There is no good reason, however, to read the "books" in this particular order. They are not, for example, grouped in order of composition. Some of the letters were written before the gospels were composed. Acts is a sequel to Luke but is arbitrarily separated from Luke by the gospel John because Acts deals with events after the death of Jesus.

Furthermore, it is better not to read the gospels back-to-back inasmuch as they repeat much of the same material. A reader of the New Testament can better appreciate and enjoy the individual personalities of the gospels by spacing them out.

Some of the letters are less theologically dense than others, that is, they require less knowledge of the Hebrew Bible (aka the Old Testament) and the culture of Judaism in the first century. These less difficult letters generally outline what the Christian spirit and lifestyle should be.

In the Middle Ages, the "books" of the New Testament were divided into sections called "chapters" and, later on, into "verses" so that people could refer to passages accurately and locate them rapidly. These divisions also make it convenient for someone to read the New Testament in short segments without getting unduly bored or overwhelmed.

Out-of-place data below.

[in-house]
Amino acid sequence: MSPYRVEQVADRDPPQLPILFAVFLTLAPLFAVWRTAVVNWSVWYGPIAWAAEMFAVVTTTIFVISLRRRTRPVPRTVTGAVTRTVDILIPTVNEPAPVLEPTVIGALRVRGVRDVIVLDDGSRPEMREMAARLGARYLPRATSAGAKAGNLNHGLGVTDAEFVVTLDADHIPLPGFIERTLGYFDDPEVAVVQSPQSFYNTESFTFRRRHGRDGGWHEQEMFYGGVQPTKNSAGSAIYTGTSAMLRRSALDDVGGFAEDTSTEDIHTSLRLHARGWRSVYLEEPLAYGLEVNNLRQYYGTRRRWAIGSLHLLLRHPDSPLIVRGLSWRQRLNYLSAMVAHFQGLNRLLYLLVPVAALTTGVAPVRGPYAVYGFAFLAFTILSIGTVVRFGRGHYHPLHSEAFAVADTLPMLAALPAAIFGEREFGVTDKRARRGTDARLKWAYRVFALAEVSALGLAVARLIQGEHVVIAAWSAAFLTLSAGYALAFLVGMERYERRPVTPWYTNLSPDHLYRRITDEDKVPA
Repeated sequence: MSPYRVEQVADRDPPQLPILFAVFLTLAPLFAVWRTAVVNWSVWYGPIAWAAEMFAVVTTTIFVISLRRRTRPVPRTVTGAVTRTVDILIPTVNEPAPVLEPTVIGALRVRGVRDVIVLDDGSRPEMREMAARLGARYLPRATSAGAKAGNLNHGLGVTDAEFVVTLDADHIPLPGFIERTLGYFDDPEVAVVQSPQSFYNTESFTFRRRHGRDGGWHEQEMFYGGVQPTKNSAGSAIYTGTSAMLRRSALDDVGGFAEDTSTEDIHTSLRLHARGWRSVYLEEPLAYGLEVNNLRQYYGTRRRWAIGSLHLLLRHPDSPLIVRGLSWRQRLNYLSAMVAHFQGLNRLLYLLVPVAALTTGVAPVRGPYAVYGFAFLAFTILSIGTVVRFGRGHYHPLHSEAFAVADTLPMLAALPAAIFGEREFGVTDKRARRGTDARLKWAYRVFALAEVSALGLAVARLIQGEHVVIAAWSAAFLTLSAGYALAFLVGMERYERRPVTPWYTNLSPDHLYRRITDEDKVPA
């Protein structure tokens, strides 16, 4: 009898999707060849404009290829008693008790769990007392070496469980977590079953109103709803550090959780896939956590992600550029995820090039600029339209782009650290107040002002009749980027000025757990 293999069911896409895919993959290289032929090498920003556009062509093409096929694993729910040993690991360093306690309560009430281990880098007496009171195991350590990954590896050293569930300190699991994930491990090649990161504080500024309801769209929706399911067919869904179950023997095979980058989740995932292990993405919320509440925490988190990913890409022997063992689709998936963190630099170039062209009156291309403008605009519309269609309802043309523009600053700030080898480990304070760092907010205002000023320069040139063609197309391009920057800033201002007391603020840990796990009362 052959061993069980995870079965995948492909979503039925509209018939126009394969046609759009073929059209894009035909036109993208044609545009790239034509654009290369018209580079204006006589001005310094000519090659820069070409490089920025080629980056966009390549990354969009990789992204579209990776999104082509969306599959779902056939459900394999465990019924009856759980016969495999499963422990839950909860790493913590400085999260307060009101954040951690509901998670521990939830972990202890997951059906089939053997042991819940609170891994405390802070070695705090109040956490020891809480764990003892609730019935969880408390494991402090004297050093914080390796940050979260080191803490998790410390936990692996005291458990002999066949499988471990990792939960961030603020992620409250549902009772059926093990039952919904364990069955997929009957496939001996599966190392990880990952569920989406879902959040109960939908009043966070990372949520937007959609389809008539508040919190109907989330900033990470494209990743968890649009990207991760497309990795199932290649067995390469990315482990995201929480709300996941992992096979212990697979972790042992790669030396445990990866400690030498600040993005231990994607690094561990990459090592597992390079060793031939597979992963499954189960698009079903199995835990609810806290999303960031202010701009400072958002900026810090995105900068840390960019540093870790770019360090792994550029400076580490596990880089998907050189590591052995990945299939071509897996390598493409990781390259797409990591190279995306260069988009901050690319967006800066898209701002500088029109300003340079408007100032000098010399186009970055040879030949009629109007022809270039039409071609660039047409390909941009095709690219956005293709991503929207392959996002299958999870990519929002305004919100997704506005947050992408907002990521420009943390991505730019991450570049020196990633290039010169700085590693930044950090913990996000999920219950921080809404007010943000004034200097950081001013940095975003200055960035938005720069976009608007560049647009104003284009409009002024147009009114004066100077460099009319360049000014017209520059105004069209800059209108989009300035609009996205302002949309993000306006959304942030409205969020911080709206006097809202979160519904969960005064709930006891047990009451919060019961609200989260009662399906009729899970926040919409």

That said, I suggest you read the New Testament "books" for the first time in the order below. By reading just three or four "chapters" a day, you can read the entire New Testament in 90 days or less.

1 Thessalonians
2 Thessalonians

1 Timothy
2 Timothy

1 Peter
2 Peter

1 John
2 John
3 John

1 Corinthians
2 Corinthians

Al Franken and others, take note. Here is a three-month reading plan to let you know where Christians in the red states might be coming from. It also will provide you with ammunition to refute "right-wing Christians" who are not really as Christian, by New Testament standards, as some would have you believe.

About December 2005

This page contains all entries posted to Trite but True in December 2005. They are listed from oldest to newest.

January 2006 is the next archive.

Many more can be found on the main index page or by looking through the archives.